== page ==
Bob Ross's PBS show, The Joy of Painting, ran from 1983 to 1994, with more than 300 shows that permeated my childhood. The speed and skill he showed on screen made painting seem like an unattainable art, not something that someone with my limited skill could do. I can hardly sketch a tree let alone paint one with friends in a happy forest scene. But with each episode, he assured his listeners that they could paint along with him and have the same result.
Honestly, I didn't believe him. But a few weeks ago I decided to give it a shot.
The official Bob Ross YouTube channel has full episodes to watch, which means that you can pause at your leisure. That helped a lot because I could stop it when I needed and rewatch parts until I understood what I needed to do.
I also used acrylic paints, not oils like Bob did. This made it a bit tricky because they do not have the same colors nor do acrylics stay wet like oils do. But I managed to muddle my way through some episodes.
My first result was terrible:
|Eek. That is one ugly painting.|
It was supposed to look like the picture in Episode 1 of Season 1. It does not.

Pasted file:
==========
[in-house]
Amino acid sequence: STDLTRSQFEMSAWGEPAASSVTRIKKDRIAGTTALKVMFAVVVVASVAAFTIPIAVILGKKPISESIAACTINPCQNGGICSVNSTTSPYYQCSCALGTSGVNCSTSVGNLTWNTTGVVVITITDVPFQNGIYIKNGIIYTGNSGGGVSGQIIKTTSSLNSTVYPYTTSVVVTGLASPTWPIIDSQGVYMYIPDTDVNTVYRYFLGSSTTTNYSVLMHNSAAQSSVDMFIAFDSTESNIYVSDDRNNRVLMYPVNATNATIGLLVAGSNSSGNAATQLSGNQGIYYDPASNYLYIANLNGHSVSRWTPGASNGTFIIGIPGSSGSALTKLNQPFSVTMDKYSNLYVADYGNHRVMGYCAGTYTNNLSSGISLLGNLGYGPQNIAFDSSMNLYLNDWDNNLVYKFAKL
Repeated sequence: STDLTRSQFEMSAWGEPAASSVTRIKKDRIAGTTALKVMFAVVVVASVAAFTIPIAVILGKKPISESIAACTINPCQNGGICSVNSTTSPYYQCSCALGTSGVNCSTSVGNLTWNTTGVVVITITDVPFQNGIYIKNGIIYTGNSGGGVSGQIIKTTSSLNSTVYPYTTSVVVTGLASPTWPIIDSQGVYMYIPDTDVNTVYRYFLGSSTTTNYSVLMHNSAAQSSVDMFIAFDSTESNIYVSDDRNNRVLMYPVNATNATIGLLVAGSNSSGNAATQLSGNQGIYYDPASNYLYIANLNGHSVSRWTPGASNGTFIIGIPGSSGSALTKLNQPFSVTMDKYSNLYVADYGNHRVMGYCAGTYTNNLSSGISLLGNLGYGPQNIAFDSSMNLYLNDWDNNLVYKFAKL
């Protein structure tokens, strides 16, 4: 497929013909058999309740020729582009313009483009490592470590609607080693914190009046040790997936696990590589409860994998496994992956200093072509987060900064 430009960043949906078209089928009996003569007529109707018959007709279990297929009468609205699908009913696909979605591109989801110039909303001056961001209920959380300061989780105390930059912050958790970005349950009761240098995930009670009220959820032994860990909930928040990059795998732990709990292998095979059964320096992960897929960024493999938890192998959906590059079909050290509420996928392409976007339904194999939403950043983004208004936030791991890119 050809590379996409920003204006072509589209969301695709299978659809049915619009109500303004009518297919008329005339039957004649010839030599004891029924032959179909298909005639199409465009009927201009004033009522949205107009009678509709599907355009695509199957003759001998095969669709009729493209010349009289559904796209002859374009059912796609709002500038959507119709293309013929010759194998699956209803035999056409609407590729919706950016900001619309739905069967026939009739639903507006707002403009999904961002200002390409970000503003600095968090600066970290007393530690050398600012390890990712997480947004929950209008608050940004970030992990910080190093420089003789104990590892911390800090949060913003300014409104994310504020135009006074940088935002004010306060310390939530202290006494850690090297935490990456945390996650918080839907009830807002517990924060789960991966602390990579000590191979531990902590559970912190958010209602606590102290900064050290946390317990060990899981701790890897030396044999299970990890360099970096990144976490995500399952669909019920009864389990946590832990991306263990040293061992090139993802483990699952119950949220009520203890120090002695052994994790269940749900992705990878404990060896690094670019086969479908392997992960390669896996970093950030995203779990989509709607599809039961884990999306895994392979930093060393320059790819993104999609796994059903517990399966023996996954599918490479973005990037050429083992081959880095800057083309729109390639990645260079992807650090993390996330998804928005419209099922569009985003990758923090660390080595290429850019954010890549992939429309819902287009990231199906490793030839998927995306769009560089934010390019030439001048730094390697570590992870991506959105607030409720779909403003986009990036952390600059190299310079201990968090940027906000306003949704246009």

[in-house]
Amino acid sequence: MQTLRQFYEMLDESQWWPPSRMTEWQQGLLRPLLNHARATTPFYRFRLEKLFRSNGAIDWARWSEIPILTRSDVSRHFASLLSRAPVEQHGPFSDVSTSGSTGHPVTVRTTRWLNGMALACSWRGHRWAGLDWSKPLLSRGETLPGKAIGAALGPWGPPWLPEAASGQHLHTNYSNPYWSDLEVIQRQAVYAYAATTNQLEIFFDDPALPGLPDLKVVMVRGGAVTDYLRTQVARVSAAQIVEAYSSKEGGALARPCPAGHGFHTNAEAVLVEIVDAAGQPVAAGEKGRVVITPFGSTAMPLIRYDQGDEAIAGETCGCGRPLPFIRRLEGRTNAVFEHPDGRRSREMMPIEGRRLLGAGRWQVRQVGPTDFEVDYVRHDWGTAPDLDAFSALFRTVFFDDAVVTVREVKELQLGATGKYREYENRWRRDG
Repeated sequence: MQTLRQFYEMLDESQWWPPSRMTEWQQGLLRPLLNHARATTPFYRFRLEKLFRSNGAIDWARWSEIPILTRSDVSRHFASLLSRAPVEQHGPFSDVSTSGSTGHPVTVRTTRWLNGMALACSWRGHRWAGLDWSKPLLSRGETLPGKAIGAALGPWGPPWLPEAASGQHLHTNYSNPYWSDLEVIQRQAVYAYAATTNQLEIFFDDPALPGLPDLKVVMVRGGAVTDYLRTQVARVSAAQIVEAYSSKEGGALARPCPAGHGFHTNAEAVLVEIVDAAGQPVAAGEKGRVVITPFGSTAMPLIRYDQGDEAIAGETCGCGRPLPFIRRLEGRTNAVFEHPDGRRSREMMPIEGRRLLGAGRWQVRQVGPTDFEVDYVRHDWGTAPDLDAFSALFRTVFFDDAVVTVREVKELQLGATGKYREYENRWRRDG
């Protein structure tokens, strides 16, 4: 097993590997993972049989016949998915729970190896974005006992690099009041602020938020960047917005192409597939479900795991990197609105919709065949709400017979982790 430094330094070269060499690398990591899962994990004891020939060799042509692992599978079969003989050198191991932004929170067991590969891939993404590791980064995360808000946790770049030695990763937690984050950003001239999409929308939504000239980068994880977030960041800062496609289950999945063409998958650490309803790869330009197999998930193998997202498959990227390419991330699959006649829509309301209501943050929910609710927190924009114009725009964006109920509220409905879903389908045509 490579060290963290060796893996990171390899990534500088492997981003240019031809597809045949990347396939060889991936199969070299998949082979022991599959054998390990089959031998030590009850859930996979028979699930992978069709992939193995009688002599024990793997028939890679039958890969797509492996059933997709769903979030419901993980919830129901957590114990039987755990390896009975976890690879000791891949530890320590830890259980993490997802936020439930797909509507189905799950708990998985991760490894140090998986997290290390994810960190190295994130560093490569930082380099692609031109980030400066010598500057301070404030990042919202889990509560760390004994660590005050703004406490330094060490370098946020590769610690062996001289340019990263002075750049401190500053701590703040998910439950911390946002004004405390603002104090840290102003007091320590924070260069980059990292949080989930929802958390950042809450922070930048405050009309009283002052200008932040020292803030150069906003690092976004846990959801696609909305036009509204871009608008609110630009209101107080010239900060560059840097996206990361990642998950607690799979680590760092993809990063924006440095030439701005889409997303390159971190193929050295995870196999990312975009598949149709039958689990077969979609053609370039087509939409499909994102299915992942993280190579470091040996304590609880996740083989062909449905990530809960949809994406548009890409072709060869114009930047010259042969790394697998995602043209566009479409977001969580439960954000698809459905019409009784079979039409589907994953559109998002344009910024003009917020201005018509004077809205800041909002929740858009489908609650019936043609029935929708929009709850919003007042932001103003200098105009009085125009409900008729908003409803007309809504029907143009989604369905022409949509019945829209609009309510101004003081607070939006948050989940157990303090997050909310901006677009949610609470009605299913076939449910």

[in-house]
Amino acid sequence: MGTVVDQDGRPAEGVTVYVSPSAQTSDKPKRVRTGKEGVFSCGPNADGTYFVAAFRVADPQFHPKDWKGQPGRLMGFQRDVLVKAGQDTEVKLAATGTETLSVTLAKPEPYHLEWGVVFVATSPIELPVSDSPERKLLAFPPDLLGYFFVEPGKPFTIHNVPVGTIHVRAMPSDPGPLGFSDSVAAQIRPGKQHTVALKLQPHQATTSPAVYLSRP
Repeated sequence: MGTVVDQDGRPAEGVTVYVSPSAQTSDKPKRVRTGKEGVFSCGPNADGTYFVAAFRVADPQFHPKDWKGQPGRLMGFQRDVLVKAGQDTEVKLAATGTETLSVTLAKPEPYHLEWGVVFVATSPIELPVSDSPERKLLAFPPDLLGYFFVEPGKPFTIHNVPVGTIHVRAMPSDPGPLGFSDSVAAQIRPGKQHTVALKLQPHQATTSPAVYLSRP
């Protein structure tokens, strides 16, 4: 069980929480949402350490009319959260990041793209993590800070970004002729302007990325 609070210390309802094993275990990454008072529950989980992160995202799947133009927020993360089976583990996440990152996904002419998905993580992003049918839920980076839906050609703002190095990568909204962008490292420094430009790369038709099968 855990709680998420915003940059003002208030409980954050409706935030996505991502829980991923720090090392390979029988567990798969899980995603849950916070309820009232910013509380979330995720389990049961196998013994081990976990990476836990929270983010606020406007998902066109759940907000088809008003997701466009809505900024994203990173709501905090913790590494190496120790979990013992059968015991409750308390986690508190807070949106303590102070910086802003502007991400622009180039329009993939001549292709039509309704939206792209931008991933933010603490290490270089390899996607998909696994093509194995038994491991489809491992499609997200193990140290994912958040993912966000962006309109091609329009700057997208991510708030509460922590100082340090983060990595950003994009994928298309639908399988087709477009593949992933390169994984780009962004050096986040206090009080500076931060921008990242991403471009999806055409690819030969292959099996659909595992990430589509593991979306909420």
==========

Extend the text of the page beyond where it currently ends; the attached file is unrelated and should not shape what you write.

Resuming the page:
Luckily I did not let this stop me. I watched a different episode and painted this:
An improvement! My barn looks a little uneven but even Bob described the farmer as a drunk in this episode, so my lopsided barn makes a bit of sense.
I still knew I could do better. So, here is my third attempt:
Now, this one I actually like. I did a decent job on the mountains and my lake actually looks like a lake! You can see that I put my whole name on this one. That's how proud I was.
Here is the fourth one I did:
|Lots of happy trees everywhere.|
I messed up the lake a bit but my trees and and mountains look even better.
I'm hoping to keep painting along with Bob Ross in the future. It is extremely relaxing to paint along to his soothing voice. Even if you haven't painted much before, a few attempts can end up with a decent result.
If you are considering painting along with one of his episodes, I highly recommend it. But don't let yourself be disappointed by a bunch of silly mistakes when you start. Trust me; you will get better.